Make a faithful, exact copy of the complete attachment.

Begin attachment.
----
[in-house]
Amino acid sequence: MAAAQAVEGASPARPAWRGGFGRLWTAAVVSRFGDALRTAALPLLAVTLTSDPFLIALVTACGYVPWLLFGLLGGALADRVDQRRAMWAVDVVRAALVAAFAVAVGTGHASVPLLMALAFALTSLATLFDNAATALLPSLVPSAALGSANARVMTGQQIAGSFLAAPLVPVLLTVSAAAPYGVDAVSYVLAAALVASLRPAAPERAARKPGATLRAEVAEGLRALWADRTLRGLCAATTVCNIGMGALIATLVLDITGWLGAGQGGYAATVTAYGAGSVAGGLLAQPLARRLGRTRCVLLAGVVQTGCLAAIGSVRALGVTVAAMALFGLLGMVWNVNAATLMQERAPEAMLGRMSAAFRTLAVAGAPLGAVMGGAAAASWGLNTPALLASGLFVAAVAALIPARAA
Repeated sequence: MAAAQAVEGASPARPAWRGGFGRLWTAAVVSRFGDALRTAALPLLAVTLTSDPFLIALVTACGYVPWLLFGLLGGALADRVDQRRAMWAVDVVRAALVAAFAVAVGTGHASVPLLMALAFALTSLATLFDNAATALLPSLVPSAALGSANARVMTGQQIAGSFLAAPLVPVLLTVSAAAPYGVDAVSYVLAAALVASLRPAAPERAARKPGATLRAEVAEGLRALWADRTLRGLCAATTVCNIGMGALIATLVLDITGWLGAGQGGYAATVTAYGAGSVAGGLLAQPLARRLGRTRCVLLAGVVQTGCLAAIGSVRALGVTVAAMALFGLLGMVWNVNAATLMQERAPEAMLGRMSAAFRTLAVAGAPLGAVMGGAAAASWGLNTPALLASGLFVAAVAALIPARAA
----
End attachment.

[in-house]
Amino acid sequence: MAAAQAVEGASPARPAWRGGFGRLWTAAVVSRFGDALRTAALPLLAVTLTSDPFLIALVTACGYVPWLLFGLLGGALADRVDQRRAMWAVDVVRAALVAAFAVAVGTGHASVPLLMALAFALTSLATLFDNAATALLPSLVPSAALGSANARVMTGQQIAGSFLAAPLVPVLLTVSAAAPYGVDAVSYVLAAALVASLRPAAPERAARKPGATLRAEVAEGLRALWADRTLRGLCAATTVCNIGMGALIATLVLDITGWLGAGQGGYAATVTAYGAGSVAGGLLAQPLARRLGRTRCVLLAGVVQTGCLAAIGSVRALGVTVAAMALFGLLGMVWNVNAATLMQERAPEAMLGRMSAAFRTLAVAGAPLGAVMGGAAAASWGLNTPALLASGLFVAAVAALIPARAA
Repeated sequence: MAAAQAVEGASPARPAWRGGFGRLWTAAVVSRFGDALRTAALPLLAVTLTSDPFLIALVTACGYVPWLLFGLLGGALADRVDQRRAMWAVDVVRAALVAAFAVAVGTGHASVPLLMALAFALTSLATLFDNAATALLPSLVPSAALGSANARVMTGQQIAGSFLAAPLVPVLLTVSAAAPYGVDAVSYVLAAALVASLRPAAPERAARKPGATLRAEVAEGLRALWADRTLRGLCAATTVCNIGMGALIATLVLDITGWLGAGQGGYAATVTAYGAGSVAGGLLAQPLARRLGRTRCVLLAGVVQTGCLAAIGSVRALGVTVAAMALFGLLGMVWNVNAATLMQERAPEAMLGRMSAAFRTLAVAGAPLGAVMGGAAAASWGLNTPALLASGLFVAAVAALIPARAA